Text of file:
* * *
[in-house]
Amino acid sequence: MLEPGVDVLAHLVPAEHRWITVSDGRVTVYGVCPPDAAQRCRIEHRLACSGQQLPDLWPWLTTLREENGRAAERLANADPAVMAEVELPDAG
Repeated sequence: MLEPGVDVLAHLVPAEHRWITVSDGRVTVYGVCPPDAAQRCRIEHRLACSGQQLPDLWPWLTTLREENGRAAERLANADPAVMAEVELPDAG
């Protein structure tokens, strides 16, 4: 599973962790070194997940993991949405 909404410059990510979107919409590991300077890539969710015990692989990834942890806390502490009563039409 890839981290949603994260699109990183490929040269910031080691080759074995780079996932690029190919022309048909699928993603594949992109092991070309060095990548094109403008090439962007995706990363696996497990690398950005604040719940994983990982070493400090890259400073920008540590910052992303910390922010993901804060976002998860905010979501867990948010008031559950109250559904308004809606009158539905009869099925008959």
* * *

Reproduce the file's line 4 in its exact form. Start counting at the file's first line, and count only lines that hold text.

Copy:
């Protein structure tokens, strides 16, 4: 599973962790070194997940993991949405 909404410059990510979107919409590991300077890539969710015990692989990834942890806390502490009563039409 890839981290949603994260699109990183490929040269910031080691080759074995780079996932690029190919022309048909699928993603594949992109092991070309060095990548094109403008090439962007995706990363696996497990690398950005604040719940994983990982070493400090890259400073920008540590910052992303910390922010993901804060976002998860905010979501867990948010008031559950109250559904308004809606009158539905009869099925008959």